There is some argument as to when the first crude oil pipeline was built. However, some say pipeline transport was pioneered by Vladimir Shukhov and the Branobel company in the late 19th century. Others say oil pipelines originated when the Oil Transport Association first constructed a 2-inch (51 mm) wrought iron pipeline over a 6-mile (9.7 km) track from an oil field in Pennsylvania to a railroad station in Oil Creek, in the 1860s. Pipelines are generally the most economical way to transport large quantities of oil, refined oil products or natural gas over land. Compared to shipping by railroad, they have lower cost per unit and higher capacity. Although pipelines can be built under the sea, that process is economically and technically demanding, so the majority of oil at sea is transported by tanker ships.
Oil pipelines are made from steel or plastic tubes with inner diameter typically from 4 to 48 inches (100 to 1,200 mm). Most pipelines are buried at a typical depth of about 3 to 6 feet (0.91 to 1.8 m). The oil is kept in motion by pump stations along the pipeline, and usually flows at speed of about 1 to 6 metres per second (3.3 to 20 ft/s). Multi-product pipelines are used to transport two or more different products in sequence in the same pipeline. Usually in multi-product pipelines there is no physical separation between the different products. Some mixing of adjacent products occurs, producing interface. At the receiving facilities this interface is usually absorbed in one of the product based on pre-calculated absorption rates.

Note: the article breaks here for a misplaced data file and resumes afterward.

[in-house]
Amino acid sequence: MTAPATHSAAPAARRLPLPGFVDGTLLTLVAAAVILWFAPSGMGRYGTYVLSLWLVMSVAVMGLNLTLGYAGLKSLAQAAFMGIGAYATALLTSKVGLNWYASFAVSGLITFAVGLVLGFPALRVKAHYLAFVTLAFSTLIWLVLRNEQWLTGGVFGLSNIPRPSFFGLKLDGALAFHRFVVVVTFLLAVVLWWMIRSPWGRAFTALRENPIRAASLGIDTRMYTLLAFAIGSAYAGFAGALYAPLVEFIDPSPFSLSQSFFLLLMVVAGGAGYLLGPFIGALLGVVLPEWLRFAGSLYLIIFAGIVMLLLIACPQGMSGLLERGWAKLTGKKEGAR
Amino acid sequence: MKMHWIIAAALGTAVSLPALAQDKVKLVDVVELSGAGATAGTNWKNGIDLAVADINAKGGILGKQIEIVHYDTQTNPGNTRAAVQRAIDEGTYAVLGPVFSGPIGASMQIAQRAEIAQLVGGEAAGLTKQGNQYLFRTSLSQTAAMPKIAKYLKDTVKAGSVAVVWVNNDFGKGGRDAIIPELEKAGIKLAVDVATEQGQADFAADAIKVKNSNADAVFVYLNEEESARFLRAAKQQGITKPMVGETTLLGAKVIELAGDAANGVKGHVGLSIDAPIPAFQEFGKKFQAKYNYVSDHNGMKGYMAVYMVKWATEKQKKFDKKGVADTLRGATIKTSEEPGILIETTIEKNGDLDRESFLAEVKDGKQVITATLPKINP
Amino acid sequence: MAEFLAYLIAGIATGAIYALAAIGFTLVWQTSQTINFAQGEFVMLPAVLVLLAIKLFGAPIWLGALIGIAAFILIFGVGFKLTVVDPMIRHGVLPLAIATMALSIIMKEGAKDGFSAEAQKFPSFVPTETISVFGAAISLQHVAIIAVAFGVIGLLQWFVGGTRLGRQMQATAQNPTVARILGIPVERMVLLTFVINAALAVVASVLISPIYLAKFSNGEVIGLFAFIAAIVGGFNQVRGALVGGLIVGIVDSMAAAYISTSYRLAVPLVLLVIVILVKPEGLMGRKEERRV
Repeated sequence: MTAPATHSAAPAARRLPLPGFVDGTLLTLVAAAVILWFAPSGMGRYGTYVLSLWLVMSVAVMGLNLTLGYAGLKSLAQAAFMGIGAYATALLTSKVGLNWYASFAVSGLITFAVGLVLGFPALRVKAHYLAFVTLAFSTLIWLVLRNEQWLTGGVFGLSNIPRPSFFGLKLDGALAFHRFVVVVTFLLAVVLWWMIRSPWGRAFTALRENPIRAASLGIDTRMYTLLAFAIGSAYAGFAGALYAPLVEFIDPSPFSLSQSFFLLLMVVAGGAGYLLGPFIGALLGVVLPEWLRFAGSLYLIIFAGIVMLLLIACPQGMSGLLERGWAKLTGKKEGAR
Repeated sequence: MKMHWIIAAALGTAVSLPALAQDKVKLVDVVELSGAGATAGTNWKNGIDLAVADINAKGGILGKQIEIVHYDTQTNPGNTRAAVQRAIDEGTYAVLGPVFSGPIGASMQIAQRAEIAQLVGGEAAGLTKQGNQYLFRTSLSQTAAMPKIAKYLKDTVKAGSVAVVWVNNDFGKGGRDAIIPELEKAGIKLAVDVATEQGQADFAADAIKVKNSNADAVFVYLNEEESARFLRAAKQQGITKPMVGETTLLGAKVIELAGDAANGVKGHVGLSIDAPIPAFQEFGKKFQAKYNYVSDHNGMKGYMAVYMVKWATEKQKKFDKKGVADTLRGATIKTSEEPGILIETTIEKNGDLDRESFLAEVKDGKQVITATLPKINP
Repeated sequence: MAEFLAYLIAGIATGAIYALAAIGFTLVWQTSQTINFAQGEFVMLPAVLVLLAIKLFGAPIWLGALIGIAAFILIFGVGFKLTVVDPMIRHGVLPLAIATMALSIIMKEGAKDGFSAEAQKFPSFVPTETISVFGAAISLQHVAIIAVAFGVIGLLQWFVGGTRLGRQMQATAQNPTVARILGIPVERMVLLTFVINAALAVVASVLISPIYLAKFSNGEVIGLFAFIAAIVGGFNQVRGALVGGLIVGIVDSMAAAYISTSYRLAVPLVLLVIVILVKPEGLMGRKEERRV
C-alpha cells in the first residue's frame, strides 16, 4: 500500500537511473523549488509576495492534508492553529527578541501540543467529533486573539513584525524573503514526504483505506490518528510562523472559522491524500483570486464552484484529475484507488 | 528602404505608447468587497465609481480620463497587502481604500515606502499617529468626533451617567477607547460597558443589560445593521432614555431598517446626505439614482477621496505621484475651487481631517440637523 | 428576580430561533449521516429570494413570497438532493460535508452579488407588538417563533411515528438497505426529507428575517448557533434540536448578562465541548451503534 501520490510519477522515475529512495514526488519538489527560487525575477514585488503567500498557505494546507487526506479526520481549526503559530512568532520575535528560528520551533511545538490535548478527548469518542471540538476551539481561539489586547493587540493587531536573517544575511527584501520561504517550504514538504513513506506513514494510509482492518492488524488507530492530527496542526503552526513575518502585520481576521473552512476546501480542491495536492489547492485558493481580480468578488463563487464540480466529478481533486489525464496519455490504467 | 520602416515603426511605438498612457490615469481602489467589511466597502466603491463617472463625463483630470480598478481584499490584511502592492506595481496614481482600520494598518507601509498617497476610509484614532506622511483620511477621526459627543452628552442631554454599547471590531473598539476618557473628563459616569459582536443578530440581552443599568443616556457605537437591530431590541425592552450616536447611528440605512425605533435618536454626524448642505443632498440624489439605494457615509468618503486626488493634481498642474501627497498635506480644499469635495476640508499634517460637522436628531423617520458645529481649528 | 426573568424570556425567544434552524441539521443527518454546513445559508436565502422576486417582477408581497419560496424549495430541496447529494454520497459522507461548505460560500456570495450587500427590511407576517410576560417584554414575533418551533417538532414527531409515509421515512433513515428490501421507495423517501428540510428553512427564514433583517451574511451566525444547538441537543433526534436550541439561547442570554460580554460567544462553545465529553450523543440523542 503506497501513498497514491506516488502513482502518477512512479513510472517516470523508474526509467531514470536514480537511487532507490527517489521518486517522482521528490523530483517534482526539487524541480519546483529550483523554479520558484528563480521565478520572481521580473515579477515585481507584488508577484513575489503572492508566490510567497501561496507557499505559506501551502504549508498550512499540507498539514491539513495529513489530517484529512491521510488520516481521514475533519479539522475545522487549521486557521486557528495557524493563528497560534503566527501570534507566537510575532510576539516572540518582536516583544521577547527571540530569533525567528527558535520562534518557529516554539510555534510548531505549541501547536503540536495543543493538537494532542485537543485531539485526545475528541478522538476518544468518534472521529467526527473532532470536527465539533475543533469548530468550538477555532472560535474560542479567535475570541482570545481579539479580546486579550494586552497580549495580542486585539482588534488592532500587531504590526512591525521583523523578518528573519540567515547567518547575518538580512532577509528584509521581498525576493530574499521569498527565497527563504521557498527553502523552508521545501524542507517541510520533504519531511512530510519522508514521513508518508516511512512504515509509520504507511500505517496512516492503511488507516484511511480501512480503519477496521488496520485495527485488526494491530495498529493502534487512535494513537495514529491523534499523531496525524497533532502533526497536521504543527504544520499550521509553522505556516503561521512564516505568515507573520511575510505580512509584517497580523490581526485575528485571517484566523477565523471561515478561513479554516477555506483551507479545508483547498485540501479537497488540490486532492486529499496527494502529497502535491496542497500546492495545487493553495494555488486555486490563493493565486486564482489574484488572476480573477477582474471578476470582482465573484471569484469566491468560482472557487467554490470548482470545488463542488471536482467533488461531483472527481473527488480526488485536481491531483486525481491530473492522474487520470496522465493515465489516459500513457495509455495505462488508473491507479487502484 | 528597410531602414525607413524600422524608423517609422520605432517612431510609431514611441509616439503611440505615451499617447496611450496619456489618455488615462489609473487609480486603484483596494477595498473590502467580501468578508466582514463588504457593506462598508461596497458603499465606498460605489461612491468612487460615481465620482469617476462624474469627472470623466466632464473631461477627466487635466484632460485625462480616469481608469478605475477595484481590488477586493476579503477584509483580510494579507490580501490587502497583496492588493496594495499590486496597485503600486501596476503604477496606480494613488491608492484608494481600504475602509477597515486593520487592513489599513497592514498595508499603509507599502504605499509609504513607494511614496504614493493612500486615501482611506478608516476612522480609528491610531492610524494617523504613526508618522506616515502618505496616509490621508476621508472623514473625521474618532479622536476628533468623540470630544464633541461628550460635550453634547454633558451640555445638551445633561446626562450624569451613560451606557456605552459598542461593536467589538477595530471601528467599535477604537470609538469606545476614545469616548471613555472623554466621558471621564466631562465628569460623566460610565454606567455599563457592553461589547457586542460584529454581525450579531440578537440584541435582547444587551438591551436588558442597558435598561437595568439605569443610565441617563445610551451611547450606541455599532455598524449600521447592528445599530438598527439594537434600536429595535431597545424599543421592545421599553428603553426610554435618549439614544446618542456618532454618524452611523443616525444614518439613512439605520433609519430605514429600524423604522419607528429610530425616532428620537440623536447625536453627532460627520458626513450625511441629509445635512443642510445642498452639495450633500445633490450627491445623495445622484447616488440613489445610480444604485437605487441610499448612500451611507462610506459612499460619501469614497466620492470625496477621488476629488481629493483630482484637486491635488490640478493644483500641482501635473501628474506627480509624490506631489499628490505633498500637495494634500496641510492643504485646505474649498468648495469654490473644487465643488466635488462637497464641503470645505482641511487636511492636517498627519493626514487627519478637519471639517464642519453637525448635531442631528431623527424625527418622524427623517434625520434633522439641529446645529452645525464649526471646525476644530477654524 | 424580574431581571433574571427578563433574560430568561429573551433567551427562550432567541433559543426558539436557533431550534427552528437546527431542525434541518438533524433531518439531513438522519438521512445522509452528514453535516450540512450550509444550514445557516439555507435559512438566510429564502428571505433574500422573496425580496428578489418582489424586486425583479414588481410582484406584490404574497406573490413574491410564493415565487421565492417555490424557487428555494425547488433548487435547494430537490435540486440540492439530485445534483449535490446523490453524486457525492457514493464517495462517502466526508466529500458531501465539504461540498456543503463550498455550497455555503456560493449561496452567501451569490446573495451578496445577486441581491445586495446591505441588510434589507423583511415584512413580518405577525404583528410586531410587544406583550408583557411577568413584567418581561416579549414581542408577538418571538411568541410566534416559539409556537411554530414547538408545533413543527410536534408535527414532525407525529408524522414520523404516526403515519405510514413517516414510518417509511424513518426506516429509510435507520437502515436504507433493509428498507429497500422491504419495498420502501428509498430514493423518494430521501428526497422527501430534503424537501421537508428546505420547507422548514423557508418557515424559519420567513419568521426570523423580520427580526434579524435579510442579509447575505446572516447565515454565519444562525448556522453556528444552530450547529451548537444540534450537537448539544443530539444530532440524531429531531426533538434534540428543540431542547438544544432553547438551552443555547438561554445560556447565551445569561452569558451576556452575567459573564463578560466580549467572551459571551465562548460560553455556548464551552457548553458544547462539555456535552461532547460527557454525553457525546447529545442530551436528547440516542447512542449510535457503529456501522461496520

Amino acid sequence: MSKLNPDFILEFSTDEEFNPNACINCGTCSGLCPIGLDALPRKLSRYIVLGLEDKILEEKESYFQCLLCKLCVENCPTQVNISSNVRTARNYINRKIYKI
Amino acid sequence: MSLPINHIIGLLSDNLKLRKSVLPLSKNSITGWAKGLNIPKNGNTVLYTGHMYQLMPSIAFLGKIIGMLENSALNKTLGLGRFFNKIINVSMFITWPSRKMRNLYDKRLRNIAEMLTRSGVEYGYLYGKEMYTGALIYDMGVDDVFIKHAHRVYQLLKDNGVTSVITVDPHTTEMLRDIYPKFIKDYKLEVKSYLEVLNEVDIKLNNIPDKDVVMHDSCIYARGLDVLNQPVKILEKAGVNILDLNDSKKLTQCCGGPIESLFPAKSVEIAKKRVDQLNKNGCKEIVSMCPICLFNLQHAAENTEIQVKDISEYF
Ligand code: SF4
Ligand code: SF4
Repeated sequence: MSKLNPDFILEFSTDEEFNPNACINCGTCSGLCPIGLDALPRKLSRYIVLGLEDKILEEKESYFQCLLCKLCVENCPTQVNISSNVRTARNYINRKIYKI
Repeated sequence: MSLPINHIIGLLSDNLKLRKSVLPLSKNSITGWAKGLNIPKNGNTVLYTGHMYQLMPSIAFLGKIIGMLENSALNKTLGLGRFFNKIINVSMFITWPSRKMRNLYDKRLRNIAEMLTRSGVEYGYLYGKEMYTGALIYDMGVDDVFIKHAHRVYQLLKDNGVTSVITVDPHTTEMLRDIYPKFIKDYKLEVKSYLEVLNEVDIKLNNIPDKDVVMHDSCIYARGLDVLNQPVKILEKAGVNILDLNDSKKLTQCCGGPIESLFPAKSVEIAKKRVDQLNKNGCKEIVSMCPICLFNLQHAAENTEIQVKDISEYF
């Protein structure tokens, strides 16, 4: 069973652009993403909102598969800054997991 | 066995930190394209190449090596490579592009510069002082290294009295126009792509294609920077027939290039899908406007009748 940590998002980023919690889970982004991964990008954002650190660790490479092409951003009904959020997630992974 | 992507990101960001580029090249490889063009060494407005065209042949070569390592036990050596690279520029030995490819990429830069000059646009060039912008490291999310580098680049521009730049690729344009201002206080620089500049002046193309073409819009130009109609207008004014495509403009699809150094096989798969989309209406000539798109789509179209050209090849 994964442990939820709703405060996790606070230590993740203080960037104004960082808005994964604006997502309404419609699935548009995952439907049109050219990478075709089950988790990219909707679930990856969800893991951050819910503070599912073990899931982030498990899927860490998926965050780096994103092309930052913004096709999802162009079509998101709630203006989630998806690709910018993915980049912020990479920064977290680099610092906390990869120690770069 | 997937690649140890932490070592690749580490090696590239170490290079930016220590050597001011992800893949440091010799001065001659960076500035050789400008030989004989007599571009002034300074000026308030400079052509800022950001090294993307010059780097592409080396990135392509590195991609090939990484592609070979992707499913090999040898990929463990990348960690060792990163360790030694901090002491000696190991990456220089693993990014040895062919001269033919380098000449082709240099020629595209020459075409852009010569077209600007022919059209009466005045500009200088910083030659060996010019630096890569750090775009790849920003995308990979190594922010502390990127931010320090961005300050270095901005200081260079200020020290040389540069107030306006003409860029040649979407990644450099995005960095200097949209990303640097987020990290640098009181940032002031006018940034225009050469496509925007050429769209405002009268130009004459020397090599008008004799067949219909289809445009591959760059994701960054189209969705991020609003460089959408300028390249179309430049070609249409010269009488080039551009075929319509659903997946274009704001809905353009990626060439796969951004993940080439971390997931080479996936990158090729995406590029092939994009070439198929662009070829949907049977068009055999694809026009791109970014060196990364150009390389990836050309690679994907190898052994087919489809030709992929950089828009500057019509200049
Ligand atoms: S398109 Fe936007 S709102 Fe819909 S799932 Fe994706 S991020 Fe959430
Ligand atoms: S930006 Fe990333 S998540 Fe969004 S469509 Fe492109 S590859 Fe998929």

Crude oil contains varying amounts of wax, or paraffin, and in colder climates wax buildup may occur within a pipeline. Often these pipelines are inspected and cleaned using pipeline inspection gauges, pigs, also known as scrapers or Go-devils. Smart pigs (also known as intelligent or intelligence pigs) are used to detect anomalies in the pipe such as dents, metal loss caused by corrosion, cracking or other mechanical damage. These devices are launched from pig-launcher stations and travel through the pipeline to be received at any other station down-stream, either cleaning wax deposits and material that may have accumulated inside the line or inspecting and recording the condition of the line.
For natural gas, pipelines are constructed of carbon steel and varying in size from 2 to 60 inches (51 to 1,500 mm) in diameter, depending on the type of pipeline. The gas is pressurized by compressor stations and is odorless unless mixed with a mercaptan odorant where required by a regulating authority.
See wikipedia for more info.
Also see NaturalGasPipeline.